Without warning, the discussion at WPP's annual meeting in Dublin on Thursday suddenly turned to prophecies of end times—end times, that is, for marketing. While discussing numbers that signal an economic rebound for the company, WPP Chairman Philip Lader launched into a surprising attack on those who, he says, are making silly predictions about doomsday for marketing.
Lader set out to defy the “doomsters” in rather vague comments to shareholders regarding apparent forecasts made about the future of marketing. “There have been commentators—and sometimes thoughtful and authoritative commentators—who have believed, and claimed, that much of the expenditure on marketing communications is prompted by vanity rather than the legitimate pursuit of profit. We have been told that marketing was history and that brands were dead,” Lader asserted.
While the WPP executive lashed out against the alleged marketing naysayers, he did not identify who they might be, or where this rejection of future hope for brands might have occurred. Lader accused these “commentators” of being way off base in their predictions. This provided a convenient segue for the chairman to argue to a crowd of investors that, against great odds, WPP has emerged from the recession intact, moving back towards financial normalcy after what Lader referred to as a few “painful” years.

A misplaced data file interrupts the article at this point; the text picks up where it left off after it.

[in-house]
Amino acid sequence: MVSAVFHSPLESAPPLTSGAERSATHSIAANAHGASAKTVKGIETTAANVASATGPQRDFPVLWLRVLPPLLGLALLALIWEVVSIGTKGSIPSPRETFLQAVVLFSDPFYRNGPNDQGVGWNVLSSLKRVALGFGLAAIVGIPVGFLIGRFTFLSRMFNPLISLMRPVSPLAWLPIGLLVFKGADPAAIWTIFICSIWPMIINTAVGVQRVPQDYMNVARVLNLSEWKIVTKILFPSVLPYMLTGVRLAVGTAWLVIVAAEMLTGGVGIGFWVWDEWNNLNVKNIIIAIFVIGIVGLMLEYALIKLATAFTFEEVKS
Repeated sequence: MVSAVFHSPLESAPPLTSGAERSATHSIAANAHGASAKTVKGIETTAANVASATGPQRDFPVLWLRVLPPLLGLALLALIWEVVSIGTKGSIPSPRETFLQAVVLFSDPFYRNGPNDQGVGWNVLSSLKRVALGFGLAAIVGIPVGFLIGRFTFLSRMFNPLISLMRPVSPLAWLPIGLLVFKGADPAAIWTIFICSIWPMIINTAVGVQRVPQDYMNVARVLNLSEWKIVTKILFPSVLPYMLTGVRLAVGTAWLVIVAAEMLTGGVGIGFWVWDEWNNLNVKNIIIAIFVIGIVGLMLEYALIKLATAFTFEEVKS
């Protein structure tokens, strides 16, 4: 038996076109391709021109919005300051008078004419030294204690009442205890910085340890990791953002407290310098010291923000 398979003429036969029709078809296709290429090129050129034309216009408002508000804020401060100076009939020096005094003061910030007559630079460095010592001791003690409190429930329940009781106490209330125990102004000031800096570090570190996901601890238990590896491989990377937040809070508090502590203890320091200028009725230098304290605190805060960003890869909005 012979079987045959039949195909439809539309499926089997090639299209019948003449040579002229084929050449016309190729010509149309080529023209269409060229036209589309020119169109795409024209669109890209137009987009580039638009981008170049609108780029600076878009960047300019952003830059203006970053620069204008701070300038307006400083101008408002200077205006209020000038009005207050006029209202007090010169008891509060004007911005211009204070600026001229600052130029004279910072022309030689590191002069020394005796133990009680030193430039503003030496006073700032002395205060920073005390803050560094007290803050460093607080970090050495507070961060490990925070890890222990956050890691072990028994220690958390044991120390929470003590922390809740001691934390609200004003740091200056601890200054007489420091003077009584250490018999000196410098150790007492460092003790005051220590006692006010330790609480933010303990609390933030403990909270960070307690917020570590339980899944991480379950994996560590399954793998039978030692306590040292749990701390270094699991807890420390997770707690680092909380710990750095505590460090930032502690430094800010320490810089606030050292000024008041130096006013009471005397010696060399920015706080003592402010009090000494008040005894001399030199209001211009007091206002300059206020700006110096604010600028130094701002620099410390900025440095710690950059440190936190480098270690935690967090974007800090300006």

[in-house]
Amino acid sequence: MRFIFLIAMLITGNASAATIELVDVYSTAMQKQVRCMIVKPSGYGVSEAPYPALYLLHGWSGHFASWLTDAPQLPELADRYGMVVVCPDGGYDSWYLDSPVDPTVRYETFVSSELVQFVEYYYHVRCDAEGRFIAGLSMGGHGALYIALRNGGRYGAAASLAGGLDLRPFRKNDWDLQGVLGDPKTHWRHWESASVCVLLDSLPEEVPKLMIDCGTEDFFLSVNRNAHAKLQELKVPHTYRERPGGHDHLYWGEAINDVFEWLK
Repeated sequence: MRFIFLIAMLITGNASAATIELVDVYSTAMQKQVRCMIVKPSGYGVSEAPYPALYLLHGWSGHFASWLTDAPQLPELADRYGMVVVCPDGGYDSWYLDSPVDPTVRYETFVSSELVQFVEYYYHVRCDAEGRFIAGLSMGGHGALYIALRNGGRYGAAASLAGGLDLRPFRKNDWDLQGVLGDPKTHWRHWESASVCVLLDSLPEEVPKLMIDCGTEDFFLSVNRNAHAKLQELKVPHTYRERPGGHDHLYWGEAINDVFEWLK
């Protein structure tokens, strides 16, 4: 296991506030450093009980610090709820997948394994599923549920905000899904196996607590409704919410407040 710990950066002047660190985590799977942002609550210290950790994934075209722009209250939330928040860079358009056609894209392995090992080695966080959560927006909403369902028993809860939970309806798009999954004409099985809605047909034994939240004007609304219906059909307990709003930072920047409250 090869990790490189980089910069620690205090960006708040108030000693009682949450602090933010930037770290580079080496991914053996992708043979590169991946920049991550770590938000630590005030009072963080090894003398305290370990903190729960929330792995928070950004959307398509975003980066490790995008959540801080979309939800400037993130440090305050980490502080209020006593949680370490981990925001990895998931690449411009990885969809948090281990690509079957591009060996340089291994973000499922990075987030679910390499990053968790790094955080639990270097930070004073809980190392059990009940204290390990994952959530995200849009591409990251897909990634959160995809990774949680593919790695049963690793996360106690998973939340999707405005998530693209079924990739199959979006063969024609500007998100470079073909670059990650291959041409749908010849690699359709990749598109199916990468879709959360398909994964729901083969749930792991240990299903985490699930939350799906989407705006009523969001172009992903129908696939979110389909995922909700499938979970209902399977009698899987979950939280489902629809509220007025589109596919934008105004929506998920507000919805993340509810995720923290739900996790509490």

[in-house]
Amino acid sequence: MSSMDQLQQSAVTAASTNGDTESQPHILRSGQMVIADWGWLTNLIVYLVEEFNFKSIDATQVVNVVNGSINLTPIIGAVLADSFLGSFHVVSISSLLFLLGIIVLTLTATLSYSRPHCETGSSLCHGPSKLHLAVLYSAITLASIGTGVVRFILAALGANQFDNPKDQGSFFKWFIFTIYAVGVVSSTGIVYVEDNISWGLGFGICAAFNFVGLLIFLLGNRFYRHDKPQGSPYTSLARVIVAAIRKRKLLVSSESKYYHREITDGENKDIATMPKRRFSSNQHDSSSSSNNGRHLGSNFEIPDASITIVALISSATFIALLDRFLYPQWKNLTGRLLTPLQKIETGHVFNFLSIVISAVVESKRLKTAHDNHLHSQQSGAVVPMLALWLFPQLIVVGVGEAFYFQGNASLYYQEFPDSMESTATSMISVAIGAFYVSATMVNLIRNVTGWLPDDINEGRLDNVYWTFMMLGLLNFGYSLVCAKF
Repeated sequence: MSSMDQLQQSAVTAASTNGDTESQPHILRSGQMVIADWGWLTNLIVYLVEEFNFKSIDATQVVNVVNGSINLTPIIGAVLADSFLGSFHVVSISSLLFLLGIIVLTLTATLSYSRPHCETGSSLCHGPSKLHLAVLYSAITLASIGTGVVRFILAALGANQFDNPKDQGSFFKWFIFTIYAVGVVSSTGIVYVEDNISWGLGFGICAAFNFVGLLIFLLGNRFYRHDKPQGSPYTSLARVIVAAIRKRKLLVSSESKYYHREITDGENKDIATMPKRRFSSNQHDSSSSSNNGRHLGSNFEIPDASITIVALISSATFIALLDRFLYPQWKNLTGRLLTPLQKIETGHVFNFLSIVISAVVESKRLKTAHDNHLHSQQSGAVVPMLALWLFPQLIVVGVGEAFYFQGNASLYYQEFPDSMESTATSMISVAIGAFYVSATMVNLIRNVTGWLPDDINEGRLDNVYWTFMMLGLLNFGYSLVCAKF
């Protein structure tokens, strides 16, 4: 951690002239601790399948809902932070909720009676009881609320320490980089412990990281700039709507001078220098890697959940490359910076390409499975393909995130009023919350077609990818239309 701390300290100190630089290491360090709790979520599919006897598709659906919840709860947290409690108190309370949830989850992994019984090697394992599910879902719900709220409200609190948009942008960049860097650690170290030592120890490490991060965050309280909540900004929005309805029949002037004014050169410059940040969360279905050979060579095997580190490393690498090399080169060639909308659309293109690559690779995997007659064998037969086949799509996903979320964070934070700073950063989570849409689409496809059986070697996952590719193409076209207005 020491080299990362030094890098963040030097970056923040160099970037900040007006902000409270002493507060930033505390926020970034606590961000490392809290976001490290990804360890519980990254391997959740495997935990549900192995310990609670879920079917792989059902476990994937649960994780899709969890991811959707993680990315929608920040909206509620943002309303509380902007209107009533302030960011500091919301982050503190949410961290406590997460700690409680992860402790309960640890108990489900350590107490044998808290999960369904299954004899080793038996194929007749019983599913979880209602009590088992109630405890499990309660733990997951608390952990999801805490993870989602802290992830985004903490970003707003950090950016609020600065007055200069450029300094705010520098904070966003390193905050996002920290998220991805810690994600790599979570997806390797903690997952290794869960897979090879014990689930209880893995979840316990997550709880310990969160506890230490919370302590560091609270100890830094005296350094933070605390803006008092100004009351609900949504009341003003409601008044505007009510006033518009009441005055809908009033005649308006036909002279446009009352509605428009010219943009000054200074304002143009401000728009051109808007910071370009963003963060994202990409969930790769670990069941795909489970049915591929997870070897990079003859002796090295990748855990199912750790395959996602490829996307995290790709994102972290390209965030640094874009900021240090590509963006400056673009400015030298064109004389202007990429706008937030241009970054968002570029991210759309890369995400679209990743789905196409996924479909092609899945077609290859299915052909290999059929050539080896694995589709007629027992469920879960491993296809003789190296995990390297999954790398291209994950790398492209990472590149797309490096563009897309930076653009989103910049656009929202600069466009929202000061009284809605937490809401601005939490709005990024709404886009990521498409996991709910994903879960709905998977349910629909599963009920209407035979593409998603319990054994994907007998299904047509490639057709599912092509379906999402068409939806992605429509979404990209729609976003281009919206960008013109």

Lader addressed WPP’s financials as it gets back on its feet, reporting a 6 percent increase in total worldwide revenue in the first four months of 2011. He noted that “the world continues to move at very different speeds,” with a mere 4 percent growth in Western Continental Europe in April, while the BRIC countries dash ahead, boasting a 17 percent revenue jump in the first four months of the year.
On the topic of the company’s prospects in the U.S, where WPP has only seen 8 percent growth in 2011, Lader took a pessimistic view and expressed “concern about the failure of the United States administration to address fiscal deficit reduction” and noted that 2013 may be a challenging year because the “United States president has to finally wrestle with the colossal fiscal deficit, post-election.”
WPP could not be reached for comment.